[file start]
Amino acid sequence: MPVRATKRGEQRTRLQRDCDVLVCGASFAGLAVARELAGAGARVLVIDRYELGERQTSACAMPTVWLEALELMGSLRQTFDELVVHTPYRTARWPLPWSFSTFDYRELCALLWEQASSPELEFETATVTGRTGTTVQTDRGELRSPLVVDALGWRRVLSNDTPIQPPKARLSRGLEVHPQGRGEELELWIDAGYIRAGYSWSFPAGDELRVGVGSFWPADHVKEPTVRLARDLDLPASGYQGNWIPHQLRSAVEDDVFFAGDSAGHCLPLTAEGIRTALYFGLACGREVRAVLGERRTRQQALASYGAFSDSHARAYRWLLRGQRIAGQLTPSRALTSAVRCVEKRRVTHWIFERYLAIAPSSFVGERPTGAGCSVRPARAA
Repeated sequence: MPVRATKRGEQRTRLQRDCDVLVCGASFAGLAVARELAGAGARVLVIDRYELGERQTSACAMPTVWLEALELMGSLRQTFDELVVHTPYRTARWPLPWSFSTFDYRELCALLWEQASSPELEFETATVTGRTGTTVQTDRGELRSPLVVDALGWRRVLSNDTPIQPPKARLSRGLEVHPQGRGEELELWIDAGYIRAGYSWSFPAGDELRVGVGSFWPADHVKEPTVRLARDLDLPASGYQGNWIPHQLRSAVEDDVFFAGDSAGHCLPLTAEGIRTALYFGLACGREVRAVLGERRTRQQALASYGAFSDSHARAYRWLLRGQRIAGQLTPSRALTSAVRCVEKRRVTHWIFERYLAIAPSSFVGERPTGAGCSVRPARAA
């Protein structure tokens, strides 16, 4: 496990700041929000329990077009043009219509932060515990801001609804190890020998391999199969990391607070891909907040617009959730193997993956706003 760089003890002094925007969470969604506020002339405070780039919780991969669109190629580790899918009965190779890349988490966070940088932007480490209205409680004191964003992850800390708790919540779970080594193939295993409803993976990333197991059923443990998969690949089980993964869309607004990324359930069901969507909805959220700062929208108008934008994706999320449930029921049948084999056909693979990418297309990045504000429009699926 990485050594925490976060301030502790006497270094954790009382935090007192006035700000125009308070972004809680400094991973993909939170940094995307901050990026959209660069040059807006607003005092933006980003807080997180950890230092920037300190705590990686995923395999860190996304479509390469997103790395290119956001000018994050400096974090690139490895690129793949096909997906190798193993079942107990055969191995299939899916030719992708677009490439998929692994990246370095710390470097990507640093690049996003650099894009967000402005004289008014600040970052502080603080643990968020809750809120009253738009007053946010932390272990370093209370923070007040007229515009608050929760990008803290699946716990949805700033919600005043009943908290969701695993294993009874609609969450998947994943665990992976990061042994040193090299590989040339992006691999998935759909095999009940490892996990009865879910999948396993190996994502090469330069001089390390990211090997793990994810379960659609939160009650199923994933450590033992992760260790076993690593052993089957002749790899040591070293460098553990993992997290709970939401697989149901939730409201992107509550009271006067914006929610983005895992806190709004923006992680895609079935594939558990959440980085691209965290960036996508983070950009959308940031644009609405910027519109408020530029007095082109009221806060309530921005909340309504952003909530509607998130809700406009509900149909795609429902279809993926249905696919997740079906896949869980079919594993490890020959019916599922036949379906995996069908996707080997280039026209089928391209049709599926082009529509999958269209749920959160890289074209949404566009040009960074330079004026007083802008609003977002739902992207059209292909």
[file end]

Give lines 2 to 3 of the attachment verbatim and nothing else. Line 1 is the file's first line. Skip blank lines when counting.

Repeated sequence: MPVRATKRGEQRTRLQRDCDVLVCGASFAGLAVARELAGAGARVLVIDRYELGERQTSACAMPTVWLEALELMGSLRQTFDELVVHTPYRTARWPLPWSFSTFDYRELCALLWEQASSPELEFETATVTGRTGTTVQTDRGELRSPLVVDALGWRRVLSNDTPIQPPKARLSRGLEVHPQGRGEELELWIDAGYIRAGYSWSFPAGDELRVGVGSFWPADHVKEPTVRLARDLDLPASGYQGNWIPHQLRSAVEDDVFFAGDSAGHCLPLTAEGIRTALYFGLACGREVRAVLGERRTRQQALASYGAFSDSHARAYRWLLRGQRIAGQLTPSRALTSAVRCVEKRRVTHWIFERYLAIAPSSFVGERPTGAGCSVRPARAA
């Protein structure tokens, strides 16, 4: 496990700041929000329990077009043009219509932060515990801001609804190890020998391999199969990391607070891909907040617009959730193997993956706003 760089003890002094925007969470969604506020002339405070780039919780991969669109190629580790899918009965190779890349988490966070940088932007480490209205409680004191964003992850800390708790919540779970080594193939295993409803993976990333197991059923443990998969690949089980993964869309607004990324359930069901969507909805959220700062929208108008934008994706999320449930029921049948084999056909693979990418297309990045504000429009699926 990485050594925490976060301030502790006497270094954790009382935090007192006035700000125009308070972004809680400094991973993909939170940094995307901050990026959209660069040059807006607003005092933006980003807080997180950890230092920037300190705590990686995923395999860190996304479509390469997103790395290119956001000018994050400096974090690139490895690129793949096909997906190798193993079942107990055969191995299939899916030719992708677009490439998929692994990246370095710390470097990507640093690049996003650099894009967000402005004289008014600040970052502080603080643990968020809750809120009253738009007053946010932390272990370093209370923070007040007229515009608050929760990008803290699946716990949805700033919600005043009943908290969701695993294993009874609609969450998947994943665990992976990061042994040193090299590989040339992006691999998935759909095999009940490892996990009865879910999948396993190996994502090469330069001089390390990211090997793990994810379960659609939160009650199923994933450590033992992760260790076993690593052993089957002749790899040591070293460098553990993992997290709970939401697989149901939730409201992107509550009271006067914006929610983005895992806190709004923006992680895609079935594939558990959440980085691209965290960036996508983070950009959308940031644009609405910027519109408020530029007095082109009221806060309530921005909340309504952003909530509607998130809700406009509900149909795609429902279809993926249905696919997740079906896949869980079919594993490890020959019916599922036949379906995996069908996707080997280039026209089928391209049709599926082009529509999958269209749920959160890289074209949404566009040009960074330079004026007083802008609003977002739902992207059209292909």